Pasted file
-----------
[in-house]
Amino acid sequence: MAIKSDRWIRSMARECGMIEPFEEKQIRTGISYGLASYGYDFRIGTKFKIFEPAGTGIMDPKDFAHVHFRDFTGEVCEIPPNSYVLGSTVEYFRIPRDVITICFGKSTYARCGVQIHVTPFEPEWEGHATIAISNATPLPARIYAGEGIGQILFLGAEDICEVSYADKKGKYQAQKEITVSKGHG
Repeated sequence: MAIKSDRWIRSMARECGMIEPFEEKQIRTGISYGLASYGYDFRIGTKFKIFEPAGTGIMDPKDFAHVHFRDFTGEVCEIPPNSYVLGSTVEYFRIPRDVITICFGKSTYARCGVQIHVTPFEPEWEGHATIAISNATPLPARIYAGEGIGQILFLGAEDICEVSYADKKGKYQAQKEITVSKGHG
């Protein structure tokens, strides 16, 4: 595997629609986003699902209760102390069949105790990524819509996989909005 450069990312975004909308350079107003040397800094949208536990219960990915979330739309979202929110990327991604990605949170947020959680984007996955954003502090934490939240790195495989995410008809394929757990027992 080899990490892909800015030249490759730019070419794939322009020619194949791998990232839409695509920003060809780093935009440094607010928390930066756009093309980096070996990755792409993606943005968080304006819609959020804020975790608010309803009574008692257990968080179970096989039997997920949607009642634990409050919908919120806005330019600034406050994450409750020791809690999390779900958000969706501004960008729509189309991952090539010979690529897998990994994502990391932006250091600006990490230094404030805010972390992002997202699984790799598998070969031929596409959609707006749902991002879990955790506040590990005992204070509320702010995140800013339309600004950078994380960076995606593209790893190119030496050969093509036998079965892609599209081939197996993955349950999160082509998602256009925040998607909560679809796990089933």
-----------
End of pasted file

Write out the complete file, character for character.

[in-house]
Amino acid sequence: MAIKSDRWIRSMARECGMIEPFEEKQIRTGISYGLASYGYDFRIGTKFKIFEPAGTGIMDPKDFAHVHFRDFTGEVCEIPPNSYVLGSTVEYFRIPRDVITICFGKSTYARCGVQIHVTPFEPEWEGHATIAISNATPLPARIYAGEGIGQILFLGAEDICEVSYADKKGKYQAQKEITVSKGHG
Repeated sequence: MAIKSDRWIRSMARECGMIEPFEEKQIRTGISYGLASYGYDFRIGTKFKIFEPAGTGIMDPKDFAHVHFRDFTGEVCEIPPNSYVLGSTVEYFRIPRDVITICFGKSTYARCGVQIHVTPFEPEWEGHATIAISNATPLPARIYAGEGIGQILFLGAEDICEVSYADKKGKYQAQKEITVSKGHG
């Protein structure tokens, strides 16, 4: 595997629609986003699902209760102390069949105790990524819509996989909005 450069990312975004909308350079107003040397800094949208536990219960990915979330739309979202929110990327991604990605949170947020959680984007996955954003502090934490939240790195495989995410008809394929757990027992 080899990490892909800015030249490759730019070419794939322009020619194949791998990232839409695509920003060809780093935009440094607010928390930066756009093309980096070996990755792409993606943005968080304006819609959020804020975790608010309803009574008692257990968080179970096989039997997920949607009642634990409050919908919120806005330019600034406050994450409750020791809690999390779900958000969706501004960008729509189309991952090539010979690529897998990994994502990391932006250091600006990490230094404030805010972390992002997202699984790799598998070969031929596409959609707006749902991002879990955790506040590990005992204070509320702010995140800013339309600004950078994380960076995606593209790893190119030496050969093509036998079965892609599209081939197996993955349950999160082509998602256009925040998607909560679809796990089933």